The story is from the Infinite Loop blog on Ars Technica, complete with dramatic clip art. The human rights violation in question concerns a Dutch MacBook Pro owner who'd posted a Flickr photoset with pictures of his melted MagSafe connector. (The MagSafe connector, you'll remember, is a new feature of the MacBooks, designed to safely disconnect from the laptop if you trip over the power cord). After the so-called "helpful" Apple technical support contacted the owner, and allegedly replaced his laptop "as soon as possible," the company asked him to remove the photos from Flickr until they could investigate the issue. He "happily" complied with their request.

If that story of customer service doesn't send shivers down your spine, then you aren't paying attention. Commenters on Flickr and various blogs were quick to point out that the craven coward was in league with Corporate Apple Big Brother, selling out the public's right to know for nothing more than a shiny new computer. His response to the innocents at risk of having their new computers burst into flames the moment they come into contact with cat urine? Three chilling words: "I don't care."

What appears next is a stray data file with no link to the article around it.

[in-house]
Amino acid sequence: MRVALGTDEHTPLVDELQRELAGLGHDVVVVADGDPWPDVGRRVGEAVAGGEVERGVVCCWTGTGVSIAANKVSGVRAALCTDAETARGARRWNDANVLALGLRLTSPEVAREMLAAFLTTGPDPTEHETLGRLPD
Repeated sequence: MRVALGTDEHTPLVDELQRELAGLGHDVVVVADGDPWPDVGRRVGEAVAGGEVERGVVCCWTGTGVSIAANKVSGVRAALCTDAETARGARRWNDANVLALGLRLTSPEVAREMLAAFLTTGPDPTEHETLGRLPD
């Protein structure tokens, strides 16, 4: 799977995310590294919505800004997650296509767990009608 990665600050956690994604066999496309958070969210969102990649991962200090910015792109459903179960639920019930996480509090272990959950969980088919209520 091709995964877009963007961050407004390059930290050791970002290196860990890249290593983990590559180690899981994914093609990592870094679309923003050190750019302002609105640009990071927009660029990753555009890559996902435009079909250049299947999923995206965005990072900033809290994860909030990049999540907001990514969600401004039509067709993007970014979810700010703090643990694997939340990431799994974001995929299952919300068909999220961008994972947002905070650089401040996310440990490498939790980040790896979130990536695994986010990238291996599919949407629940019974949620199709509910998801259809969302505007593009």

The Infinite Loop post also calls "censorship" on Apple's decision to remove comments from the product page for its ridiculously overpriced iPod leather cases. Don't even try to argue with the people shaking their tiny fists in outrage, with nonsense like "it's only censorship when the government imposes restrictions, not an individual or corporation in a privately-owned forum."

These people know their rights! Or at least, they have a nebulous understanding of something they overheard once out of context in a high school civics class. And that nebulous understanding of a mis-applied concept is enough to fuel pages of righteous indignation!

Image of "Tenspeed and Brownshoe" from the Jeff Goldblum fan site.